Thursday, October 9, 2008

Oh What a Walk Can Do!

I took Aiden on a long walk tonight. Just the two of us. As I walked, I MADE myself aware of all the different noises going on around us. Noises I would have never really thought twice of, or even realized I heard. Sounds I usually completely ignore, not realizing any importance about them - until I had a deaf child.

Dogs barking
Lawn mowers and trimmers
Children laughing
Cars driving by
Airplanes overhead
Moms & dad yelling for their kids
Birds screeching out
Leaves rustling as the wind blows

I paid extra close attention to the sounds I heard, so I could point each and every one of them out to Aiden. We'd stop and I'd show him, pulling him out of his stroller just to see. One dog wouldn't quit barking by the fence, but I wasn't about to move on until my boy saw what was making all this noise (the dog had those doggy windows, so we could see him).

Whether Aiden actually heard it or not, I don't know, but just in case, just by chance that he did, he was going to see what was making that noise!

"Aiden, listen. Dog. It's a dog barking. RRRrrufff, rrrufff. Dog Aiden. That dog is barking at Aiden and mommy."

He did look. He seemed more interested though in his nutso mom, but he'd stop, and he'd look. At the cars, at the dog, at the cat walking down the street (which of course I had to make the sounds for too).

Half way through the walk I had one of those damn reality checks (hate these) ... my baby is deaf. That "B" in my mind reminding me of what I already know,

"Yep Tam ... he's deaf and there's a good chance he's not hearing any of these sounds you're pointing out."

As I yelled back at that "B" to get out of my head, I reminded myself,

"BUT DON'T STOP pointing them out! They mean something. They have to."

As I continued on our walk, I thought about all of the hard work we do with Aiden now, to stimulate that auditory brain, and how we'll have to somewhat start over once he gets his CIs , because even if he's getting any bit of sound now, it will sound different once he's implanted.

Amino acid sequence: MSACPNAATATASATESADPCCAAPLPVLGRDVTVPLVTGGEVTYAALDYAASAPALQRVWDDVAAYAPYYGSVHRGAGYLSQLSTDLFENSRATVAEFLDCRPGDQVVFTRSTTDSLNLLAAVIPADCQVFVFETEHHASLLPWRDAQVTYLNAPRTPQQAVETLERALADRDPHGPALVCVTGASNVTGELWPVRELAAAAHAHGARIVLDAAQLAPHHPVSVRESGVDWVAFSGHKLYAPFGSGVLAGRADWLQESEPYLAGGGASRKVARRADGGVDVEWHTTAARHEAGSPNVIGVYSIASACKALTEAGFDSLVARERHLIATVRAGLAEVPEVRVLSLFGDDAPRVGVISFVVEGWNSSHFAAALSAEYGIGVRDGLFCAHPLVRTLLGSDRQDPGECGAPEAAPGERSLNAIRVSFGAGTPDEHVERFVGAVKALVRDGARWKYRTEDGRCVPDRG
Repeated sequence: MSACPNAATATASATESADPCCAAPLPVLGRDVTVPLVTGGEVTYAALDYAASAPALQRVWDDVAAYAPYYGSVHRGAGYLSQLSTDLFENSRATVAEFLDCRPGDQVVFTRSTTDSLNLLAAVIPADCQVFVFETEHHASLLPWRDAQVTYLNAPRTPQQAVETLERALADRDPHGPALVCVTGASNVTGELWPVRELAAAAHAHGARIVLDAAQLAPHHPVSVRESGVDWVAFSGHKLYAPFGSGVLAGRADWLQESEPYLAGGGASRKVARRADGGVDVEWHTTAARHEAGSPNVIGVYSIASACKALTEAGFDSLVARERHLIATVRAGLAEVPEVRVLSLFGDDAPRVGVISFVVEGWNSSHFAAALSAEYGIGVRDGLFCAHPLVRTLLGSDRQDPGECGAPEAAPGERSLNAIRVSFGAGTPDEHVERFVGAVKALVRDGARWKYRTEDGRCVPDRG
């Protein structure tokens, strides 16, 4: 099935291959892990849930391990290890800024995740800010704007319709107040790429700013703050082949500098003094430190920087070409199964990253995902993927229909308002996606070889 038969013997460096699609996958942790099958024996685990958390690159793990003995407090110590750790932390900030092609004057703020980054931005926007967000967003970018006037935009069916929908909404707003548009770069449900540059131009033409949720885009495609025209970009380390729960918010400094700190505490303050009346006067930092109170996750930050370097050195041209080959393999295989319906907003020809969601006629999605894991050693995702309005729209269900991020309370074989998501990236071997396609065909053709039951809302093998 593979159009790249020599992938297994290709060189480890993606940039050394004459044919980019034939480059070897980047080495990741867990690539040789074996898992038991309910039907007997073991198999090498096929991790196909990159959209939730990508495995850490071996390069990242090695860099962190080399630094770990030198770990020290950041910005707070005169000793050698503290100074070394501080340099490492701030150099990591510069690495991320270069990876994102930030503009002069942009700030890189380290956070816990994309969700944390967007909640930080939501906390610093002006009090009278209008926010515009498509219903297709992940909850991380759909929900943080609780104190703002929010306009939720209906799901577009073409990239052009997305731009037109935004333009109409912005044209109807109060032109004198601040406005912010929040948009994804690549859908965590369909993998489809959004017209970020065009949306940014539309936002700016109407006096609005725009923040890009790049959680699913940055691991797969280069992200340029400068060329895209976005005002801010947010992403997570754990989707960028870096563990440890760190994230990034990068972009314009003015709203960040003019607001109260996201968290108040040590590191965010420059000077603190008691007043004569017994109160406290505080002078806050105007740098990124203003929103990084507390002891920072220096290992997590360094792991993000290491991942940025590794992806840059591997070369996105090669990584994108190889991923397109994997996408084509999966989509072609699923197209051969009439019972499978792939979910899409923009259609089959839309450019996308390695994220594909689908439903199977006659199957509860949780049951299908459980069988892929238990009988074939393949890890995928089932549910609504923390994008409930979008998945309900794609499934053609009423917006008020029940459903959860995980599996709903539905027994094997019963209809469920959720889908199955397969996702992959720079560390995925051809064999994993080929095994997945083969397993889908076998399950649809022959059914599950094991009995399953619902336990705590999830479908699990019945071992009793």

I've had many people make the comment about Aiden getting his CIs and how he'll be hearing just like "all of us with no problem what so ever before you know it!". You'd think ... I thought the same thing at first. But it's just not that simple. We will have to train Aiden about


It won't be easy. It won't be just a dog, or just a flower, or just a car. Every adjective, every verb, every adverb, every grammatical way I can to describe what he hears and what he sees, will be well worth it. Every moment will become a teachable one.

I know one day soon enough, I'll take a walk with my son and he'll be saying to me, "Mommy, look dog, rrrufff ruff. I want a dog mommy, ppplllleeease?!?"

I can't wait for this day!


AVT Coach said...

I found your blog site a while ago, marked it and am just now getting back to it. I love this post. You have such amazing insights into this process. I will be glad to come back and read other posts. I am an AVT therapist but my blog is primarily a personal one. Wanted you to know what a great blog you have!

Julie said...

Go Tammy go :0)

Aiden is SO VERY BLESSED to have you,


Becky said...

Someone told me that babyhood and early childhood years have the "longest days and the shortest years". You have absorbed, immersed, and lived AVT in these 6 short months - know that it will serve you well in the months and years to come. We can't wait to hear Aiden's success. We will miss you terribly in Fort Worth! Your future team in Maryland/east coast is blessed to have you as clients!
Love Becky

Loudest Mom said...


Such great insight you have! Aiden is such a lucky boy....It is so easy to buy into the "CI's fix everything" mode, but you are just so grounded, intelligent and loving, CI's will be a blessing for you.

There is definitely no such thing as instant gratification, but sometimes the longer, more winding roads, make the journey so much more interesting.

Love your posts and perspective,